Ok, so it looks like I’m going to have to quickly respond to everyone about yesterday’s letter. 

It appears that over thirty readers really cared about that post and the mail is still trickling in.
Naturally, when you twist an iconic statement such as that which was on Woody’s guitar, you are going to raise some hackles. I guess there’s still power in a good title. (Boy, this machine really does kill time though).  Secondly, it has enlightened me on the power of our new information age. 

“With satellites and mega-bites this talk is building trust
It’s like we’re finally making mud out of water in the dust
So let it rain…I can feel the Change”

From my kitchen table my ramblings can spark an honest debate about topics which interest me – and hopefully interest you too.  In this case, what style of folk songs do you enjoy? If political, how do you want the story to be told?

As of this morning I’ve counted twenty-one positive emails asking for more ramblings. Six emails which carried a friendly tone yet with insightful contrarian positions. (One email was so insightful it had me debating my own position all evening! I even went back and listened to Bruce Cockburn’s World of Wonders.) Five more emails which thought me an insensitive, uniformed asshole devoid of common sense and without proper knowledge of my own folk music history. (Hey save those gestures for your own family, I have enough loved ones in my life to passive aggressive me to death– thank you very much).  All five of those folks asked to be removed from my blog (until an hour ago – one of those individuals retracted and asked to put back into the mailing list.) So there you have it. I’ve learned you don’t tamper with Woody Guthrie, Bob Dylan or Van Morrison. You may get away with questioning Bruce Cockburn (just a little) and you can most definitely in any circles at any time desecrate Cher, Seal and Tiffany. Trust me.  Lastly, don’t even think twice about roller skating in a buffalo herd. I’ll give you that one for free.

Let me put it to you like this. Folk music IS for the most part political in nature. They teach full on three year courses on this subject in Berkley. Let’s not go there right now. For my tastes though, I’d rather hear political sentiments in a song from the perspective of an individual. But that’s just me.
Try this test.  Listen closely to these two songs and tell me which one resonates with YOU.

John Prine – Sam Stone

Pete Seeger – Where Have all the Flowers Gone? http://www.youtube.com/watch?v=7pZa3KtkVpQ&feature=related

If you want off the list please let me know. If not, please go to my blog page and sign up (where it says Follow Blog via Email) https://jayaymar.wordpress.com  Instead of emailing your re-posts just put them in the comments section. These are healthy debates and I’d love for you all to read what others have to say.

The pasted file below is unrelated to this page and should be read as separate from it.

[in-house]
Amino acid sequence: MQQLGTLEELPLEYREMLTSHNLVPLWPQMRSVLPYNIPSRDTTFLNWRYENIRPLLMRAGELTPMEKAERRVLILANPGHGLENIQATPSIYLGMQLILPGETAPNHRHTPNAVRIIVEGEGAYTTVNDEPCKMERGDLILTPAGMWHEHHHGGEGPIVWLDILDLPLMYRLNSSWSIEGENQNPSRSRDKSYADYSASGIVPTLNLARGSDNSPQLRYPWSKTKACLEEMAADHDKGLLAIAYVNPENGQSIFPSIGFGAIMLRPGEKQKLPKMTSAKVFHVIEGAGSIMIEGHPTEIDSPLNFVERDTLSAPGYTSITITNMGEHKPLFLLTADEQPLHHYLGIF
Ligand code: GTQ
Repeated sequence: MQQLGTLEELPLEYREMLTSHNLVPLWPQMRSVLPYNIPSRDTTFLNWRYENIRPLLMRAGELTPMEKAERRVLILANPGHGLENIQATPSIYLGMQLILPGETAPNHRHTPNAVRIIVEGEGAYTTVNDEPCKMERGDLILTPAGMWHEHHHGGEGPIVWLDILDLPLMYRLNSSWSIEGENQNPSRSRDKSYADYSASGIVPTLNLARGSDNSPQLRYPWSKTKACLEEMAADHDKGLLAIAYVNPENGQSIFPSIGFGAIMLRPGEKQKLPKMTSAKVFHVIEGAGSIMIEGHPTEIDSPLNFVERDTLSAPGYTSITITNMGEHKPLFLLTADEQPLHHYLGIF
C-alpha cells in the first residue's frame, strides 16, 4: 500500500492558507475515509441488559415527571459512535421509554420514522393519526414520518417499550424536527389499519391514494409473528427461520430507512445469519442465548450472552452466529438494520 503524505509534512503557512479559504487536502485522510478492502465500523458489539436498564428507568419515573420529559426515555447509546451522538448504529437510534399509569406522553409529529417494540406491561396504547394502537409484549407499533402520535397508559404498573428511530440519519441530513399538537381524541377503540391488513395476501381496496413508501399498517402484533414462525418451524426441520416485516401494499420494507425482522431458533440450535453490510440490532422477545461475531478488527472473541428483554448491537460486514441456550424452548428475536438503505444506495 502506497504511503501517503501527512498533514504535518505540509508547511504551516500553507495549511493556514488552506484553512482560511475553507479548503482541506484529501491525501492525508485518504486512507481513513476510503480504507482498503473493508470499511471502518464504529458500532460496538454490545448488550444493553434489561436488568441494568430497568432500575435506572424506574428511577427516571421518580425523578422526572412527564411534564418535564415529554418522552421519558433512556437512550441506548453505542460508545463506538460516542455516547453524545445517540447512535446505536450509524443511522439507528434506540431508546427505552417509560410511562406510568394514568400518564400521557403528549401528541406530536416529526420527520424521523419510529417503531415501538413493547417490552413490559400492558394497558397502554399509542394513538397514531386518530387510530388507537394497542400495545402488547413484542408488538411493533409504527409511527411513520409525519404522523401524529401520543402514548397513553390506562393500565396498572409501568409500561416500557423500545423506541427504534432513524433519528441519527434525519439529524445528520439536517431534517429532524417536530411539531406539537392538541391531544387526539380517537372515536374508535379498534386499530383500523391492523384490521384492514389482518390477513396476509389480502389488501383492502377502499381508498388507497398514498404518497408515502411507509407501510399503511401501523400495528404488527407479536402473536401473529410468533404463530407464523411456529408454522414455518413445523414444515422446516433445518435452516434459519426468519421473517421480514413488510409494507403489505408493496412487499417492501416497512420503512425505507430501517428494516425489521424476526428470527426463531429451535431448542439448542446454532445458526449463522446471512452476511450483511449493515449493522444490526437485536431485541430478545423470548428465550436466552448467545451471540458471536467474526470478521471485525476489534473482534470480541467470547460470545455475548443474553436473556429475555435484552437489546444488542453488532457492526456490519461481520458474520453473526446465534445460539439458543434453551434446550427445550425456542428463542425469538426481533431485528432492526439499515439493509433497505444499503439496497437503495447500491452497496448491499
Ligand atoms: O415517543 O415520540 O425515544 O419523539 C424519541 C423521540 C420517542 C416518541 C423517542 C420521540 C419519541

“Before I knowed it, I was sayin’ out loud, ‘The hell with it! There ain’t no sin and there ain’t no virtue. There’s just stuff people do. It’s all part of the same thing.’… I says, ‘What’s this call, this sperit?’ An’ I says, ‘It’s love. I love people so much I’m fit to bust, sometimes.’… I figgered, ‘Why do we got to hang it on God or Jesus? Maybe,’ I figgered, ‘maybe it’s all men an’ all women we love; maybe that’s the Holy Sperit-the human sperit-the whole shebang. Maybe all men got one big soul ever’body’s a part of.’ Now I sat there thinkin’ it, an’ all of a suddent-I knew it. I knew it so deep down that it was true, and I still know it.”
– John Steinbeck, The Grapes of Wrath


3 thoughts on “This Machine Kills Time

  1. Both resonate in different ways. Pete Seeger’s song is political and about a general thing, but a kind of protest about war. John Prines’s song tells a personal story about someone, but still a political song of sorts, as it exposes something bad about the war and it’s after effects on a real person’s life- also a kind of protest song. I agree that folk music is political, although some of my audience might not find that quite as important as I do.

    It seems so easy to offend people these days. I am not sure why, but the world is full of stressed out people who can’t think beyond themselves and if you don’t agree with them, it’s a real problem rather than a source of debate and civil discourse.

    It’s a bit like the singer songwriters who only contemplate their own navels. If they don’t tell other people’s stories, it gets rather boring to hear about the world only from their own perspective. Rather, I like it when the songwriter can have enough empathy for another person to put him or herself in someone else’s shoes long enough to write a song. But maybe that’s just my perspective.

  2. When Neil Young released his “War” CD he had a song called “Let’s Impeach The President”… which when he performed live was greeted with fans flipping him the bird and yelling at him to Fuck Off!… Bush fans I guess. But when Neil was interviewed and asked why he was being so political he responded with… “because the youth of the day weren’t” (being political). Kudos to Mr. Young and hopefully the youth will awaken and realize the power of a song and the message it transcends whether it be political religious or storytelling. If you’re looking for media-muses Jay… they are out there . I’m a fan… always have been!

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